Keller's consistency and focus, careful attention to safety protocols, equipment staging, and operational procedures throughout a four-year scope of work mitigated impact to the surrounding communities.
The ongoing Southeast Louisiana (SELA) series of flood control measures is designed to upgrade the City of New Orleans’ extensive network of underground box culverts and pumping stations. The improvements, which are designed to minimize flooding during heavy rain events, are administered under a project cooperation agreement between the Sewerage and Water Board of New Orleans and the US Army Corps of Engineers (USACE), which is the agency responsible for design and construction of flood protection in the greater New Orleans area.
The City of New Orleans lies below sea level. The water table is located just below ground surface. Therefore, groundwater control to ensure a dry excavation was a critical aspect of the construction program. The trench alignments ran through heavily trafficked residential and commercial uptown areas. Traffic flow required constant maintenance along the city streets and major intersecting streets. This requirement added to the challenge from a constructability and operational perspective. Protection of vehicular and pedestrian traffic in the active construction zones was also a high priority.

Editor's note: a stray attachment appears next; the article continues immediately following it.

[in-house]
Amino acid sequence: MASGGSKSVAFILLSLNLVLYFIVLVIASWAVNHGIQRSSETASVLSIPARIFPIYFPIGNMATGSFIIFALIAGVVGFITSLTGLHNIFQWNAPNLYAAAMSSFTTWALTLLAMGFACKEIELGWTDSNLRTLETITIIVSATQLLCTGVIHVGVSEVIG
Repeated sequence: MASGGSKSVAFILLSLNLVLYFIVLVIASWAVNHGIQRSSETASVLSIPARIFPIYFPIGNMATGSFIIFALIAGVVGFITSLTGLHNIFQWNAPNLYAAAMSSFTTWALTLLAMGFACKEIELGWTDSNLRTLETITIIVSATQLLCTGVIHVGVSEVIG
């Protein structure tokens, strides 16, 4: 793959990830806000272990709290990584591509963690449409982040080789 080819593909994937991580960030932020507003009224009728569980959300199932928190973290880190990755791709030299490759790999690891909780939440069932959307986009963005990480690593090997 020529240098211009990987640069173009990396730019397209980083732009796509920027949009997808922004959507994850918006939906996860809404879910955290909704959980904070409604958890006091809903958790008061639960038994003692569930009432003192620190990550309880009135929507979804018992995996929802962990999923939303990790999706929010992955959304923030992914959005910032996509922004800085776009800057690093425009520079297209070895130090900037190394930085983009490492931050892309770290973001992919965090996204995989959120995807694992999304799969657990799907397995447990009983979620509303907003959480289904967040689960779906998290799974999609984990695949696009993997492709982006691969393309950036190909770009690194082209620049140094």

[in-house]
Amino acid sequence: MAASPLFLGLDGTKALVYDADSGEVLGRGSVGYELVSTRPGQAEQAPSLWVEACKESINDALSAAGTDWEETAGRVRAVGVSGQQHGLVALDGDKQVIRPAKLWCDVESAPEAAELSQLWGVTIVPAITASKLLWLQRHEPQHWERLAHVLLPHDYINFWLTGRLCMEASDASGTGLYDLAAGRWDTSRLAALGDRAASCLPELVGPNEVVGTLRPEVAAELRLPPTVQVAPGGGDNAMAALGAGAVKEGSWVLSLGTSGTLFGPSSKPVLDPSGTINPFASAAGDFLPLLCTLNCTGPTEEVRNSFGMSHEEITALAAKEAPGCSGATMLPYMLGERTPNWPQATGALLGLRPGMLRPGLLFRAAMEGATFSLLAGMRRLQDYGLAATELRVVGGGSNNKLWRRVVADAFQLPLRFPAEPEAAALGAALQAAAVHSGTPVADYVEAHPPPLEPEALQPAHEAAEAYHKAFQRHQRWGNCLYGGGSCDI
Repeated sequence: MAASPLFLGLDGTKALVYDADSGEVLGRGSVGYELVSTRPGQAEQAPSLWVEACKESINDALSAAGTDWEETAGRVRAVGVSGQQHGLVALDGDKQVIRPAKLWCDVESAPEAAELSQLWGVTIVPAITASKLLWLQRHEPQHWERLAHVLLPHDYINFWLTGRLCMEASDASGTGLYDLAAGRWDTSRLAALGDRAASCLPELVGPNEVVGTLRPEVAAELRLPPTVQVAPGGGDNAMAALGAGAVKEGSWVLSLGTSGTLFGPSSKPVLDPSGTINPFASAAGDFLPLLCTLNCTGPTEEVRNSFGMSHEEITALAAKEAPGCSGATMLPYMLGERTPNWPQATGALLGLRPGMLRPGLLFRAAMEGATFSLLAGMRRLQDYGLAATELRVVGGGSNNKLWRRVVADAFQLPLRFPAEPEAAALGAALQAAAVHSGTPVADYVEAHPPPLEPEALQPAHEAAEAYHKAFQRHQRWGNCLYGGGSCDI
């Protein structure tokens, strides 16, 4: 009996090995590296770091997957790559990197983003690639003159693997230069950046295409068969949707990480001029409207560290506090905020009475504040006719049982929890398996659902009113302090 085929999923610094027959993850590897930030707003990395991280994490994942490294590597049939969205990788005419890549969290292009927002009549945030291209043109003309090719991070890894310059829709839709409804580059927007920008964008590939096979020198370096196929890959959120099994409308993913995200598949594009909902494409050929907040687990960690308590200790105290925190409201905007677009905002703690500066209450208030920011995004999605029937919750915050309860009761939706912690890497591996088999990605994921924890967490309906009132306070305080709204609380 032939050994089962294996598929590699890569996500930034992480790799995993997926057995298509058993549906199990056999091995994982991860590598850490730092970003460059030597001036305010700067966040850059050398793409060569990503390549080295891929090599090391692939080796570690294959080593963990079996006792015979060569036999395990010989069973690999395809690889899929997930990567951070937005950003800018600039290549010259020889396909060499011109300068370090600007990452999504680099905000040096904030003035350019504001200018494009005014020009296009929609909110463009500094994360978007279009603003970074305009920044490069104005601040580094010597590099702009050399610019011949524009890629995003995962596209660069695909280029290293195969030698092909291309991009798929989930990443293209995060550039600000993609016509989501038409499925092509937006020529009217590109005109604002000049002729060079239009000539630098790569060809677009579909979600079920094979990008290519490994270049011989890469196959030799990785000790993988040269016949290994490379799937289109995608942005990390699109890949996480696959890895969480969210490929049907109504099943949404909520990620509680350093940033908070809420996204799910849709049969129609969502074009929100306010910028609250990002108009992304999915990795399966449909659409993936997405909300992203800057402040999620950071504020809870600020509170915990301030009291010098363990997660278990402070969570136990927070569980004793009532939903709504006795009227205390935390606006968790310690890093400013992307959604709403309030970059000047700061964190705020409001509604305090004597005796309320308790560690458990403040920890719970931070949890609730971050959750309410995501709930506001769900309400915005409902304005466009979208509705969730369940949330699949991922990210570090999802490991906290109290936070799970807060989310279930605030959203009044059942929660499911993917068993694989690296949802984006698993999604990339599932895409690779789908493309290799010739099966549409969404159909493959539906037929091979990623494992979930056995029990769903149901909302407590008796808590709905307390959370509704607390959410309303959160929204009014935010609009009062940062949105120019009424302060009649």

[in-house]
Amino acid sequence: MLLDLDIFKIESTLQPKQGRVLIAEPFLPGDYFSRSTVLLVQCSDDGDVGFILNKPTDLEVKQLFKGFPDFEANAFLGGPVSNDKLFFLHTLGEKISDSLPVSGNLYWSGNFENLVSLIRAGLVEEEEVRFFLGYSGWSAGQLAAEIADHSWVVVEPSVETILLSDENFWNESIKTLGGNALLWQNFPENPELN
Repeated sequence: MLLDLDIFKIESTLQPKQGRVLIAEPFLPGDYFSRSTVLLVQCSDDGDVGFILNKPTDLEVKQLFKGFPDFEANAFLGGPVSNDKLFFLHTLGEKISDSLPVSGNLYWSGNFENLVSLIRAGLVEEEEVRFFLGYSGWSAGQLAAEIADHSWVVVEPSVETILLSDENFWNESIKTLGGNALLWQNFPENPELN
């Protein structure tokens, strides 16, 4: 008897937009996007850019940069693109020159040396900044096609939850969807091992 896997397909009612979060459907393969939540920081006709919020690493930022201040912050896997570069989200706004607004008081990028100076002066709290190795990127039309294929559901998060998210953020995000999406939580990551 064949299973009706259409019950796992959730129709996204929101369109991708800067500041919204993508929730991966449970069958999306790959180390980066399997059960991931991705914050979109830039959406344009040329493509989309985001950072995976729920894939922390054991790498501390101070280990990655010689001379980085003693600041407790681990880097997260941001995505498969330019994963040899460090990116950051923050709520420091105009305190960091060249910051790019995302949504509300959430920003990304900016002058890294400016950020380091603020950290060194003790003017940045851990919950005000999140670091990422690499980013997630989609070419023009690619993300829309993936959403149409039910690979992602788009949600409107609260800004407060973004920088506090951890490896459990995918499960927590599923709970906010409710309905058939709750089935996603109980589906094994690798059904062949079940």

As part of the overall program, many of the streets required sheeted excavations for construction of underground box culverts. To reduce water infiltration into the excavations for the cast-in-place culverts, the USACE specified jet grouting to construct bottom barriers for lateral support and seepage mitigation. In addition to groundwater control, the bottom barriers provided structural support for the in-place culvert sections. Keller was awarded the contracts for jet grouting work along Napoleon and Louisiana Avenues and Desire and Montegut Streets. At times, multiple full crews were required when work in different areas was concurrent.
Extensive planning and preparation was required to ensure that all of the owner’s public safety and traffic flow concerns were addressed and disturbance to local residents and businesses was minimized. Measures included implementation of dust and noise control. Efficient equipment set-up and management within the limits of the median work areas was also required for Keller to pump grout up to 1,000 ft from the batch plant. This reduced the number of plant moves necessary over the duration of the jet grouting work.
Prior to production jet grouting, test sections were constructed to verify that the operational parameters selected (flow, pressure, etc.) would successfully construct the required column diameters. During production work, overlapping 13 ft and 15-ft-diameter Superjet columns were installed within the sheet piling, with column diameters and plan configurations tailored to the specific box culvert/trench size. Quality control measures included wet grab sample retrieval and testing and frequent specific gravity checks. Core samples were taken at the rate of one per 20 installed columns and tested for unconfined compressive strength and permeability.